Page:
Push: You determine what services to “push” downstream. This strategy favors systematic service delivery when the offering doesn’t vary much from client to client. The key is consistency: If processes aren’t standardized, any change in timing or deliverables will have a big impact on the rest of the chain. Horizontal firms tend to favor this process, since each department delivers the same services over and over again.

Pull: Your service offering is determined by your clients’ needs. When a firm’s demand is uncertain, it should move towards “pull.” In this strategy, work is “pulled through” to the end of the process and no new work is added until something has been completed. This keeps resources from becoming overwhelmed.

Kanban is a popular method used to illustrate the pull strategy, where work is divided into three broad stages – to-do, doing and done – and written on cards that are moved from left to right, from column to column or from stage to stage.

As a card is moved into the “done” phase, another one is pulled from the “to-do” phase and into the “doing” phase. This method helps keep bottlenecks from becoming complete blockages.

Accounting firms typically use push strategies for long-term planning and pull strategies for short-term executions. This is usually because upcoming work can be forecasted but can’t be executed until a contract is in place and resources are assigned.

Using a Push Strategy for Capacity Planning

Know Your Workforce

How much work can your team handle, and at what level of proficiency can they complete each task?

Map out your services and staff members, and then use a few metrics to grade them, such as quality of work, execution speed and knowledge base. Give each person a rating from 1 to 5 (1 being poor and 5 being excellent), across an evaluation criteria chart.

The result is a detailed overview of how everyone performs against one another. You’ll uncover who your rock stars are, who has the most versatility and who is best suited for specific tasks. All of these factors are important when it comes to your gap analysis.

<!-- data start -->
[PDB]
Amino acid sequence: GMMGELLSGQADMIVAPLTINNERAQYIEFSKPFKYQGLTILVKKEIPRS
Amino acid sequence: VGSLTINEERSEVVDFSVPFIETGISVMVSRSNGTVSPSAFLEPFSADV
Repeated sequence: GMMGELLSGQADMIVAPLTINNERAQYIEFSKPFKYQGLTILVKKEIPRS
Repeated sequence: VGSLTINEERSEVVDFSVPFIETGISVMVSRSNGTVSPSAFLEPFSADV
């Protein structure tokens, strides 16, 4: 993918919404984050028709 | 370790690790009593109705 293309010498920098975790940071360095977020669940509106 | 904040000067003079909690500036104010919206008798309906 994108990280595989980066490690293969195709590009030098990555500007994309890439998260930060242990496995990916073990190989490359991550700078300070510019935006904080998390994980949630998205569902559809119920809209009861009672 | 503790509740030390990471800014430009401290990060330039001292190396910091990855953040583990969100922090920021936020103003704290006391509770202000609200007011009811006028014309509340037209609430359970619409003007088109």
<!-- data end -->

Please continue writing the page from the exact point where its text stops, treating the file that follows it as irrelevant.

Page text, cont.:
Analyze Your Team’s Output

Now that you better understand each member’s strengths and weaknesses, take a look at how the team performs collectively.

How long does each step or process take, on average? Determine how much the team can complete, and how fast, when fully focused. Understand what resource constraints exist and where.

Conduct a Demand Analysis (How much work do you need to complete?)

Once you understand your team’s output, it’s time to take stock of the demands on the work they perform, such as their capacity.

Take all of the work you have contractually agreed to deliver to your clients and look at it as a whole, and then break it down into all of the tasks.

From there, estimate the average time and resources required to complete the work. To help with this, you might consider using a Gantt chart with a time horizon of about a week or two.

Conduct a Supply Analysis (How many resources do you have?)

Which staff members are on vacation or sick? Once you know who you have to work with, measure their throughput on a relative scale.

For example, if you have someone who works 40 hours per week at an average pace and another who works 20 hours a week but 1.5 times faster, the latter effectively works 30 hours compared with the average team member. Do this across the board over the same time horizon, and use the result for your demand analysis.

Build a Gap Analysis and Strategy

Now, compare your demand and supply analyses. Take the number of hours needed for each of the services and fill them, from the role with the least overlap in skill to the role with the most overlap. For example, you may fill the hours needed for an advisory role first because you have only a few people who can provide that service.

Once you’ve filled the remaining hours as best you can, there may still be gaps in supply vs. demand. You might have demand for services that you don’t have the people to deliver and you might have staff that will have no work to deliver in one month’s time.

Once you identify the gaps, you can bridge them:

  • Short-term strategies to bridge gaps:
    • Increase capacity: Have people work overtime, or bring in skilled contract labor.